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Few will debate the statement that Dietrich Fischer-Dieskau (1925- )
is the most recorded singer of all time. In 2000, the Deutsche
Grammophon label honored his accomplished career with the
release of the “Fischer-Dieskau Edition,” a 20-CD set of this
German baritone’s recordings. Today, we listened to “Songs by
Great Artists-Composers” from this set. It featured original works by
Gustav Mahler (1860-1911), Emil Nikolaus von Rezniček (1860-1945),
Ferruccio Busoni (1866-1924), Wilhelm Kempff (1895-1991), Adolf Busch
(1891-1952), Bruno Walter (1876-1962), and Enrico Mainardi
(1897-1976).

Dietrich Fischer-Dieskau recorded these songs in 1959, 1960 and
1964. He was accompanied at the piano by Karl Engel, Günther
Weissenborn,  Jörg Demus and Wilhelm Kempff. With the exceptions
of the pieces by Mahler and Busoni, the works from these composers
provided me with a fascinating foray into obscure lieder repertoire.

The disc begins with a group of songs by Gustav Mahler. Four
out of these five songs were from Mahler’s group of lieder,
“Des Knaben Wunderhorn.” Two of these songs provided templates
for the third movements in both of his “Second” and “Third”
Symphonies. Karl Engel provided the piano accompaniment
for these pieces.

“Vier Bet- Und Bussgesänge,” a group of songs for voice and
piano by Emil Nikolaus von Rezniček, were performed next. They
are best described as reflecting a “post Brahms” compositional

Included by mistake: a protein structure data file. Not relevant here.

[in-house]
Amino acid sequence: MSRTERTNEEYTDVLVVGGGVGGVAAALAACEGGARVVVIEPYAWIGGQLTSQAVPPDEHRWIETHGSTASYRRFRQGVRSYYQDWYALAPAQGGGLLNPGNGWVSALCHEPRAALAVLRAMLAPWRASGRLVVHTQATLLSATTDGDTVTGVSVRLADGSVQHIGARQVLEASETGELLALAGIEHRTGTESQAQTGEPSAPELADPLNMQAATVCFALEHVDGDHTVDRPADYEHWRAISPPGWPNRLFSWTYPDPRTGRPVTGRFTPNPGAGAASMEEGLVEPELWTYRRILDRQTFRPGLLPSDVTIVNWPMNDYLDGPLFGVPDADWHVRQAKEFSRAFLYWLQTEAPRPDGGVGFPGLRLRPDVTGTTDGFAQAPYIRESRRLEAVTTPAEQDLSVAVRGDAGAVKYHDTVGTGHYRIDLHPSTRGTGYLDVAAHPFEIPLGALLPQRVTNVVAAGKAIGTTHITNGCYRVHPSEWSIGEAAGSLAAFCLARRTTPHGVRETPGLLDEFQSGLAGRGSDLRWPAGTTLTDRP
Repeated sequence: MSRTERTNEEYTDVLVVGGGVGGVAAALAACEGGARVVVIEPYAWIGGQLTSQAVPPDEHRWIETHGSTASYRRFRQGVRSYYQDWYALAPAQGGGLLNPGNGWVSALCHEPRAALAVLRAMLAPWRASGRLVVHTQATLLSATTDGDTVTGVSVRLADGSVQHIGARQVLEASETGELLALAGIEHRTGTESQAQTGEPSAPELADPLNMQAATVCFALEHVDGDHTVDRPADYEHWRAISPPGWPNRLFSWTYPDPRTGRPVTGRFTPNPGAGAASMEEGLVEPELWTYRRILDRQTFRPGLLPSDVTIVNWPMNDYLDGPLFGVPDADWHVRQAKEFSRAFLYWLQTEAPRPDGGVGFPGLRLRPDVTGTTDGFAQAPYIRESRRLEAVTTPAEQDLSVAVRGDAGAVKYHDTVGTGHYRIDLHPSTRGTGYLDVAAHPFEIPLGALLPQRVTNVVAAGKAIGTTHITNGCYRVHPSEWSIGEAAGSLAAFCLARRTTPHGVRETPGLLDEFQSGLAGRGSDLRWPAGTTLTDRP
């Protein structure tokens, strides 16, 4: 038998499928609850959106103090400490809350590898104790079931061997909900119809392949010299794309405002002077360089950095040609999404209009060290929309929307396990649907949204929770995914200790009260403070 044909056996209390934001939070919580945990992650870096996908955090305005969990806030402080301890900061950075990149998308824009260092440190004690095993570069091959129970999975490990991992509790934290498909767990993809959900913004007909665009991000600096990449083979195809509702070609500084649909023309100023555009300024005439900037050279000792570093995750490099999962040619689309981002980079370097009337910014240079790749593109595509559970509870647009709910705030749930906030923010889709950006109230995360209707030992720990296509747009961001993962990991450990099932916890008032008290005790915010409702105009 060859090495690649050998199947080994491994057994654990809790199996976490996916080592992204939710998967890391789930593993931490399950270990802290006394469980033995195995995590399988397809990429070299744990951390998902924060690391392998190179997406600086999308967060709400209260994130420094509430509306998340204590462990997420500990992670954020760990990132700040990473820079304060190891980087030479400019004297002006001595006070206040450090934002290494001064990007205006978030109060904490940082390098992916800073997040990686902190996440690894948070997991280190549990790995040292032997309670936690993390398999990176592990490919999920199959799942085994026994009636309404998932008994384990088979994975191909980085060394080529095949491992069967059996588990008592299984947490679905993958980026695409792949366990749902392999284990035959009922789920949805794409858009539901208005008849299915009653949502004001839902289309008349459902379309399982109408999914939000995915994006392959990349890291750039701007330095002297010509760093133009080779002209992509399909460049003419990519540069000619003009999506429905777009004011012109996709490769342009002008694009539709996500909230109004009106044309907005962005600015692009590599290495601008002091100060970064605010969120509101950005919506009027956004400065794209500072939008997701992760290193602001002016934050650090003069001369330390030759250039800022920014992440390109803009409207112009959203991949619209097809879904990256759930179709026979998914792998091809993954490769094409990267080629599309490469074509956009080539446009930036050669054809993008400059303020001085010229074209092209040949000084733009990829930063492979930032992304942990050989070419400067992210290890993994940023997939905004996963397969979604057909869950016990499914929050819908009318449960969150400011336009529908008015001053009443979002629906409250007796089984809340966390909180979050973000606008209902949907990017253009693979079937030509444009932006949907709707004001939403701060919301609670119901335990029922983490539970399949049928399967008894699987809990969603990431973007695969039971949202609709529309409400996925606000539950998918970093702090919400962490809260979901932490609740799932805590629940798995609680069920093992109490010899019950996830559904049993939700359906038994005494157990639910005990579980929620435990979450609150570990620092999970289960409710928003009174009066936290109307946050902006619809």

idiom. Günther Weissenborn was the accompanist.

Fischer-Dieskau then sang a fascinating group of “character”
pieces by Ferruccio Busoni. The harmonic settings for these four
songs were unlike any others that I’d heard before.

Pianist Wilhelm Kempff then provided the accompaniment for
his own group of four songs, adding a special element of
authenticity to Fischer-Dieskau’s interpretations.

The following three songs by violinist Adolph Busch added both
piano and viola accompaniments to the vocal line. In my opinion,
these works were the least important ones on this disc, from
a compositional standpoint. Unfortunately, the accompanying
violist was not credited in the liner notes.

The next three songs by conductor Bruno Walter were also not
“ground-breaking” compositions, but they did reflect a different
style, when compared with the other works on this disc.

From a design and harmonic standpoint, the most modern
compositions on this disc were the final two songs by cellist
Enrico Mainardi. They were also the only pieces that were
performed in Italian.

Dietrich Fischer-Dieskau lavished these songs with exemplary
care, using each one of them as his opportunity to tell a story.
As noted above, these recordings were made between 1959
and 1964, capturing him during his vocal prime. He was also
accompanied by superb instrumentalists throughout his
performances.

The sound engineers at Deutsche Grammophon deserve
praise for these excellent remastered pieces, and this highly
recommended, 20-CD set is difficult to find. If you stumble
across the set, or any individual discs from it, you should
grab them while you can!